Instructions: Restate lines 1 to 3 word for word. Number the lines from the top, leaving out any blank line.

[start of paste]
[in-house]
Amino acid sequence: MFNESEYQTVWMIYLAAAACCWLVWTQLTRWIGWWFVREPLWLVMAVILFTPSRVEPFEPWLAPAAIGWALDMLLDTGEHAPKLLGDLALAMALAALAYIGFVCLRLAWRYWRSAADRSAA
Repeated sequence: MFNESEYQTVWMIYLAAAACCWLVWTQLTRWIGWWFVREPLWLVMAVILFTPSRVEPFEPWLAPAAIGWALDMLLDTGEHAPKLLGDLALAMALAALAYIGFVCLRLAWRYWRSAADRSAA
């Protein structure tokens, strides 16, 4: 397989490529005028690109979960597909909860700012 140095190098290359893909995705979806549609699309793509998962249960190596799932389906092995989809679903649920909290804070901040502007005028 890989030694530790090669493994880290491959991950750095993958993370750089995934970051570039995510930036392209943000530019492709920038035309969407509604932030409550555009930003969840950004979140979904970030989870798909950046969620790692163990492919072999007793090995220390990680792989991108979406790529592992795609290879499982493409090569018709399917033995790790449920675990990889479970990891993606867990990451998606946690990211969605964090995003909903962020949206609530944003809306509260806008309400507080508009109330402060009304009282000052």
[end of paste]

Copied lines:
[in-house]
Amino acid sequence: MFNESEYQTVWMIYLAAAACCWLVWTQLTRWIGWWFVREPLWLVMAVILFTPSRVEPFEPWLAPAAIGWALDMLLDTGEHAPKLLGDLALAMALAALAYIGFVCLRLAWRYWRSAADRSAA
Repeated sequence: MFNESEYQTVWMIYLAAAACCWLVWTQLTRWIGWWFVREPLWLVMAVILFTPSRVEPFEPWLAPAAIGWALDMLLDTGEHAPKLLGDLALAMALAALAYIGFVCLRLAWRYWRSAADRSAA